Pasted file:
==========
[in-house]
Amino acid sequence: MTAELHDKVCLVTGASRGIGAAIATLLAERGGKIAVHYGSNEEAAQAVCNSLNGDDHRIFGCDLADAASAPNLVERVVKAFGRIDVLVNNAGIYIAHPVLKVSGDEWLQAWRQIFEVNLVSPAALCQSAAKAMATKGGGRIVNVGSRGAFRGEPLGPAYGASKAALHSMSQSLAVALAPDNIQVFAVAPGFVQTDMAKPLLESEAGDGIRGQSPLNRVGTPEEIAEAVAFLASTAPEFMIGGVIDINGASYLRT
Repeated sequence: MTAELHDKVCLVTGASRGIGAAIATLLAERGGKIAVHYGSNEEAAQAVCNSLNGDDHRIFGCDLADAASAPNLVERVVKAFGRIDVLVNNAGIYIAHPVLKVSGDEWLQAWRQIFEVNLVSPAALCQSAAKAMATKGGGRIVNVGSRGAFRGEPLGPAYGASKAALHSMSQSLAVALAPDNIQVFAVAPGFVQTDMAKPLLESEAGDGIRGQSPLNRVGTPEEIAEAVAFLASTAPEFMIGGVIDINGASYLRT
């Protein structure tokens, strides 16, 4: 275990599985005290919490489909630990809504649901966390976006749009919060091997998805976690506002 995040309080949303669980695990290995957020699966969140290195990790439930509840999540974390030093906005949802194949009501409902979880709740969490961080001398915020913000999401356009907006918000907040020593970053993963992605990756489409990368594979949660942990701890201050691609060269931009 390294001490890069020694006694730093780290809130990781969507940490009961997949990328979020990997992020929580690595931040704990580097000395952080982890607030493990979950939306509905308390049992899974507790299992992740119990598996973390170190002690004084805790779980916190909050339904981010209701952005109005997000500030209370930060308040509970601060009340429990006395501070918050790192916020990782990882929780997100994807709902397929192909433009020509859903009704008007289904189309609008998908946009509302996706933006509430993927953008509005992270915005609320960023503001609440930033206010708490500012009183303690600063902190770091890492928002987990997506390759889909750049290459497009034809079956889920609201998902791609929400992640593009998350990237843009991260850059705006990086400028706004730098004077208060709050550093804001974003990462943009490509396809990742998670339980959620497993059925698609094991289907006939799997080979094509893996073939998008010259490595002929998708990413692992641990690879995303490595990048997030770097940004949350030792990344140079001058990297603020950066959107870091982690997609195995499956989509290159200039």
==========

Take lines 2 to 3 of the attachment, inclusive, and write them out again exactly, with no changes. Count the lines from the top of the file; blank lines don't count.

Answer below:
Amino acid sequence: MTAELHDKVCLVTGASRGIGAAIATLLAERGGKIAVHYGSNEEAAQAVCNSLNGDDHRIFGCDLADAASAPNLVERVVKAFGRIDVLVNNAGIYIAHPVLKVSGDEWLQAWRQIFEVNLVSPAALCQSAAKAMATKGGGRIVNVGSRGAFRGEPLGPAYGASKAALHSMSQSLAVALAPDNIQVFAVAPGFVQTDMAKPLLESEAGDGIRGQSPLNRVGTPEEIAEAVAFLASTAPEFMIGGVIDINGASYLRT
Repeated sequence: MTAELHDKVCLVTGASRGIGAAIATLLAERGGKIAVHYGSNEEAAQAVCNSLNGDDHRIFGCDLADAASAPNLVERVVKAFGRIDVLVNNAGIYIAHPVLKVSGDEWLQAWRQIFEVNLVSPAALCQSAAKAMATKGGGRIVNVGSRGAFRGEPLGPAYGASKAALHSMSQSLAVALAPDNIQVFAVAPGFVQTDMAKPLLESEAGDGIRGQSPLNRVGTPEEIAEAVAFLASTAPEFMIGGVIDINGASYLRT